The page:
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I don’t know where I belong in the world. My passport says United States of America, but I’ve only lived there for a year total of my fifteen years of life. I was born in France…no wait, Algeria. Wait. Australia. Yes, I was born in some small-middle-of-nowhere-town in Australia on January 29th, 1994. But don’t ask me anything about it because 3 months later, I moved again. And again, and again, and again. And….well you get the point. I've moved a lot in my life. I've lived on every continent. Even Antarctica. Trust me, you’ve never felt cold until you’ve been there. Why have I moved so much? Because of my parents.
My parents couldn’t be anymore different. They met in college; mom was studying five different languages: Chinese, Portuguese, Spanish, French, and German. And Dad? Well he went for the freedom from his parents, and rarely ever went to classes. He was usually partying every night. So somehow, they managed to meet, fall in love (despite their very large differences), and find their dream job of traveling around the world and doing secret things they cant even tell their own child about (very unfair I know), and have me along the way. And since then, I’ve been everywhere, and never been to a school. Ever. My parents hired Jennifer, my teacher from since I was five, to travel around the world with us and teach me. Which is good, because going to a normal school means ill just get too attached and not want to leave even more.
So basically, all I know is that my parents job requires a lot of moving.
So one day, as I’m in my room in Tanzania, looking out the window at Mount kilaminjaro, something very visible from my house, I get called downstairs.
“Katherine, come down here!” I know what’s coming. The only time they call me Katherine is when it’s something serious. And the only serious thing is us moving again.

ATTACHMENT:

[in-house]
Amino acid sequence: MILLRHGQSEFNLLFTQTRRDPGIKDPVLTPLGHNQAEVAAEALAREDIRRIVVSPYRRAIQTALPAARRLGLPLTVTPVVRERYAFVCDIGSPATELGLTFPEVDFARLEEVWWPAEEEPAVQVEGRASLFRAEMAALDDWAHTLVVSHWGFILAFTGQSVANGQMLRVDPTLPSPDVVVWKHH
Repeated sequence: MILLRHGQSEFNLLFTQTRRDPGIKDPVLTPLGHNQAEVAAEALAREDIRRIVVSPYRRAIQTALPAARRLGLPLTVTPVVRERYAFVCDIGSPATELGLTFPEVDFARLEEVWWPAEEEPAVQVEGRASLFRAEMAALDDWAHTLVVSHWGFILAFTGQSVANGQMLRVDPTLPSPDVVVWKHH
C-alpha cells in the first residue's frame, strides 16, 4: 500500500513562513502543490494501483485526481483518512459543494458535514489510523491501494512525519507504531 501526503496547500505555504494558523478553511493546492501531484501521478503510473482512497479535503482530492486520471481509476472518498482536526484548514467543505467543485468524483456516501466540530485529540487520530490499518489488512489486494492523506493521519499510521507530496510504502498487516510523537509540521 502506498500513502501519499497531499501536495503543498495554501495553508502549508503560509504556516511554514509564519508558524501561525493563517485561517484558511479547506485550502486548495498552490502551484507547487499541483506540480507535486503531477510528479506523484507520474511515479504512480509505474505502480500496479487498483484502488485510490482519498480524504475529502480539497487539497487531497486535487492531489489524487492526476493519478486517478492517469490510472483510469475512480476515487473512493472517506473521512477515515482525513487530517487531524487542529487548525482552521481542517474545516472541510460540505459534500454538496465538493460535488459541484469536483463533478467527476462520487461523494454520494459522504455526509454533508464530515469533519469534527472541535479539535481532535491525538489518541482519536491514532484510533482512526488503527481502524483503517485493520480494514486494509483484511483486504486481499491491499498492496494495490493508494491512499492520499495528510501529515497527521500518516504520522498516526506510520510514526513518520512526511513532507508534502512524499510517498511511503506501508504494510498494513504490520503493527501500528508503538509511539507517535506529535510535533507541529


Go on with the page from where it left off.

“Yeah?”, I say, walking into the living room.
“We’re moving again. To New York.” Wow. So expected.
“Okay.” I say. “Ill go start packing.” I start to get up.
I look at my parents. My dad explains.
“We promise that New York is the last place you will live before you finish high school.” “We want you to live the normal American teenager life. We want you to go to high school, and make friends. You’ve never really had friends.”
I don’t know why, but these words hurt me. It’s not my fault, I’ve never had the chance to make friends. And I don’t want to live the American teenage life. From what I’ve heard, its just all drama, mean people, and another long list of negative adjectives.
I don’t know what else to say, so I go back upstairs. “I’m going to pack.”
My mom stops me. “Kat?”
“Yeah?” I say.
“It’s gonna be okay.”
Mothers always have this sixth sense-they can tell when their kids are upset, without them even having to say or do anything.
“Okay, I say.”
And as I pack, the words replay in my head It’s gonna be okay.
I really hope so.